FORT WORTH -- The family of a man who died after being shocked with a Taser says police video shows the man did not resist.
The raid by Fort Worth police in May 2013 was captured by helmet cameras worn by officers. Lawyers for the family of Jermaine Darden obtained the video and released it to News 8.
Fort Worth officers came with a "no knock" warrant after undercover cocaine buys at the home last year. They wanted surprise in case anyone inside was armed.
There were several people in the little house on Thannisch Avenue, including children. Jermaine Darden, 34, was kneeling on a couch, and may have been sleeping.
According to police reports, during the raid Darden stood up with one officer on his back and tried to leave.
You don't see that on the video. You do hear a struggle as police order him to stop resisting. You then hear the pop of the Taser device. Police jolted him again 16 seconds later.
In the video, people in the house scream at officers that Darden can’t breathe. He was under six feet tall, but weighed well over 300 pounds. He had a history of asthma, and as it turned out, severe heart disease.
The video shows four or five officers pressing on Darden's back and pulling on his arms and hands to get him cuffed. First with zip ties, and then metal cuffs.
His sister, Angela Tyson watched the video, wiping away tears.
“Anger. Hurt,” she said, describing her feelings watching it. “Nobody is listening to the cries in the house that he's not fighting you. He just can't breathe."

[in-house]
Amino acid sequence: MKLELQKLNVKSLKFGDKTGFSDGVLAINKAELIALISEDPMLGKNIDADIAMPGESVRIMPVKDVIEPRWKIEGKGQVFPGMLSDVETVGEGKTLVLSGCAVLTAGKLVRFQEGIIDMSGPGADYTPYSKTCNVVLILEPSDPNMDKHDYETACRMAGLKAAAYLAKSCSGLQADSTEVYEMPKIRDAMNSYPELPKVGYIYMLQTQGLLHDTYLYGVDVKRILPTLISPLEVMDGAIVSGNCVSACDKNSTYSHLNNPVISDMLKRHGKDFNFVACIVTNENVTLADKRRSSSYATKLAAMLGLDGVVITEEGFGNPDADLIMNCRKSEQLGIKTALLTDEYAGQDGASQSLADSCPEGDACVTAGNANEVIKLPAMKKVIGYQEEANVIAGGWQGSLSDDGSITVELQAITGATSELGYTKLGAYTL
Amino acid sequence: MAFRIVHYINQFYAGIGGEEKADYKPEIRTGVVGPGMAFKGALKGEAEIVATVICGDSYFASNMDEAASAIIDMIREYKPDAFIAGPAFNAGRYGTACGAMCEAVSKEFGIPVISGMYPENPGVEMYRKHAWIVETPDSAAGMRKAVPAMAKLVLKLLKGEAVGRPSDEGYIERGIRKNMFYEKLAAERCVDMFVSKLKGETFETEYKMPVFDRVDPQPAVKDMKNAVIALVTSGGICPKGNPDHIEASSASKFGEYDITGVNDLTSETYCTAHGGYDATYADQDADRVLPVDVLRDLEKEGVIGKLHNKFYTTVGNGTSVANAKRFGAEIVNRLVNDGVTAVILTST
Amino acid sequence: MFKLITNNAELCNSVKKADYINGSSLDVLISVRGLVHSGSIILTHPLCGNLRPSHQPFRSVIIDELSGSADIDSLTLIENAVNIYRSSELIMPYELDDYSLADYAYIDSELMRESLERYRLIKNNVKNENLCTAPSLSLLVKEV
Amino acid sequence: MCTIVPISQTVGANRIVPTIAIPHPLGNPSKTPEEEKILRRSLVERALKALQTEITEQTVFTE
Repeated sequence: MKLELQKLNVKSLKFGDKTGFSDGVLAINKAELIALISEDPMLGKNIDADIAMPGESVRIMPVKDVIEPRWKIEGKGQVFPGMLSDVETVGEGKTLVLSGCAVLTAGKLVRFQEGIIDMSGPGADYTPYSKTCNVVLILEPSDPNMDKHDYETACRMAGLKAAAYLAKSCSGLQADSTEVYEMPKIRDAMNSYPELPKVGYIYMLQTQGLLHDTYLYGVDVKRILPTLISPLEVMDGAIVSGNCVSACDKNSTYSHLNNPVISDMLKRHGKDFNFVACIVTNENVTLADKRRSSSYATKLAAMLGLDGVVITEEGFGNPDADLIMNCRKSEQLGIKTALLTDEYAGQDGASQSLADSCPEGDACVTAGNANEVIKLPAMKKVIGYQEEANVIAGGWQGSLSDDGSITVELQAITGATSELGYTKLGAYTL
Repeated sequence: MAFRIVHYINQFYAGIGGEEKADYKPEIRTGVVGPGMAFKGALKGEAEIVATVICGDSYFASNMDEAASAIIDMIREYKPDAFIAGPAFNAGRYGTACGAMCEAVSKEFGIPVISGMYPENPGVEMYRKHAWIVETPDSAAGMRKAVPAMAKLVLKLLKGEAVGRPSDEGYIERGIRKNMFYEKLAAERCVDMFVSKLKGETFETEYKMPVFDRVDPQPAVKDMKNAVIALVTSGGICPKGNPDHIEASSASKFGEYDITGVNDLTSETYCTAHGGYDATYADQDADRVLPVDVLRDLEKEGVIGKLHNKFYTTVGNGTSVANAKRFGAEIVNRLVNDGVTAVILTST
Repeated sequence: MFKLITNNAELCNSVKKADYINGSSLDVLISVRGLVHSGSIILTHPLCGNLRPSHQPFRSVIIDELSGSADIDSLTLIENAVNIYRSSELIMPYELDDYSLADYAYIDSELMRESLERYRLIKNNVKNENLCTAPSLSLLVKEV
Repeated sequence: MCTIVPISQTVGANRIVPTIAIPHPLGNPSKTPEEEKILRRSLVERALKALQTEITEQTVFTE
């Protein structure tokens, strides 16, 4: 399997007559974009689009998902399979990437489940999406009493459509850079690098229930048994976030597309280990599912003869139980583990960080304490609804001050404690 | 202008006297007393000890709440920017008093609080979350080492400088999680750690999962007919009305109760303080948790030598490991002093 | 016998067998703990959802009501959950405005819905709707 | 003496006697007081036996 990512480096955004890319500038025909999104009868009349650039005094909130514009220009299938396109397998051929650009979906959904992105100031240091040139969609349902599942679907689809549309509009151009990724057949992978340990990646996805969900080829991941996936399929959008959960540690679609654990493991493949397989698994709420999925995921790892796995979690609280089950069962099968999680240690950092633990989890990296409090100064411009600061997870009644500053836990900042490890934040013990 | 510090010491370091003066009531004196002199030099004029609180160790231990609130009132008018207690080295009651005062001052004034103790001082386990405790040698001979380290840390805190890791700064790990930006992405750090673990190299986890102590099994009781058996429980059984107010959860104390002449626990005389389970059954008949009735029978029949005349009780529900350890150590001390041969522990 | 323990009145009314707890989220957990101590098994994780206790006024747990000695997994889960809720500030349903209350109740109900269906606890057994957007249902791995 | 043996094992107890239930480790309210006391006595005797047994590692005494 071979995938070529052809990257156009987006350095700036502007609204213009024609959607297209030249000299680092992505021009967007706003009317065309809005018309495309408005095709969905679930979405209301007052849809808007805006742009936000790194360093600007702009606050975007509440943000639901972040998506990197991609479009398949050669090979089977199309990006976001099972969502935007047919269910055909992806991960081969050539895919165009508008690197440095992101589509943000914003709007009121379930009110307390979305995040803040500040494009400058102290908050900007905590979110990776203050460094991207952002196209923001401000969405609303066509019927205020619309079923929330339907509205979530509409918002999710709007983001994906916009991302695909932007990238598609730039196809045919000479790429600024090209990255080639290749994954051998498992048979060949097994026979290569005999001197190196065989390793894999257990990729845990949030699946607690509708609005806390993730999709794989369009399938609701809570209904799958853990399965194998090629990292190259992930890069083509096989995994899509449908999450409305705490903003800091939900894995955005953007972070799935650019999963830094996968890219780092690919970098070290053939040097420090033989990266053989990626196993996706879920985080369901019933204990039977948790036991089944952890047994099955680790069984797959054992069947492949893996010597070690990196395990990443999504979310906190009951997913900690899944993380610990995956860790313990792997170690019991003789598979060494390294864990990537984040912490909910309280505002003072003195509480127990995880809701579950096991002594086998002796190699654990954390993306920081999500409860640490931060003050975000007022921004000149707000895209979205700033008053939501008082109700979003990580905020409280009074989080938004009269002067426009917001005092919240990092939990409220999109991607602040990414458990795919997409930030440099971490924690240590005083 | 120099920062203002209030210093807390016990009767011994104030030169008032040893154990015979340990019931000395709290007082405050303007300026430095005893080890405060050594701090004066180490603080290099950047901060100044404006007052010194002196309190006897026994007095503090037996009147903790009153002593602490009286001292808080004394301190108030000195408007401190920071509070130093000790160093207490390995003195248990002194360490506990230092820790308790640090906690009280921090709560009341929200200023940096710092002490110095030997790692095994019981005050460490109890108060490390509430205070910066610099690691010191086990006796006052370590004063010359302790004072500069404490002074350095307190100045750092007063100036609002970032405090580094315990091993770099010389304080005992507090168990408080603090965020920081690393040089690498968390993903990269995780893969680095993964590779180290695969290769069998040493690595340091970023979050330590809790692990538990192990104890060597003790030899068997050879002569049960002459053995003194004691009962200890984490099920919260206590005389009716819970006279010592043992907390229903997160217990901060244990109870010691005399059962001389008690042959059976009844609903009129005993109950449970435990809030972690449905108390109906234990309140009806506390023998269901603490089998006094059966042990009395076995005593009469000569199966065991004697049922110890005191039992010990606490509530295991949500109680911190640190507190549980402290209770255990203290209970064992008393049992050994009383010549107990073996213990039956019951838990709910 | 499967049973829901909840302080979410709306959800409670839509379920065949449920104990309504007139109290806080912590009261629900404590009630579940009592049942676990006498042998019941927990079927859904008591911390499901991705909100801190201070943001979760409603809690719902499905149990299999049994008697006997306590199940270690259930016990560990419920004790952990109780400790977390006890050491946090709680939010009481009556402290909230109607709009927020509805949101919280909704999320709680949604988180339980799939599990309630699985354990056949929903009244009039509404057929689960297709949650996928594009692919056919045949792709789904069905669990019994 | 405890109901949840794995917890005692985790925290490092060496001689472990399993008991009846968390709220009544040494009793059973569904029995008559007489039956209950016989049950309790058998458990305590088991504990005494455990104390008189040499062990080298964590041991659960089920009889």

Officers said he resisted commands. Angela Tyson said it didn’t look like he was resisting at all.
Officers propped Darden in a sitting position while they secured the house, then called MedStar. Eight minutes later, medics found him unresponsive. It’s unclear when he stopped breathing.
The medical examiner ruled the death "natural" due to heart disease and application of restraint. According to the autopsy report, there was no direct contribution by the Taser shock.
Tests also revealed K2, also known as synthetic marijuana, in his blood.
“Jermaine's civil rights were violated,” Angela Tyson said. “He had a right to breathe."
Because of a possible lawsuit, Fort Worth police declined to comment.
Jermaine Darden is at least the seventh person to die after being shocked by Fort Worth police.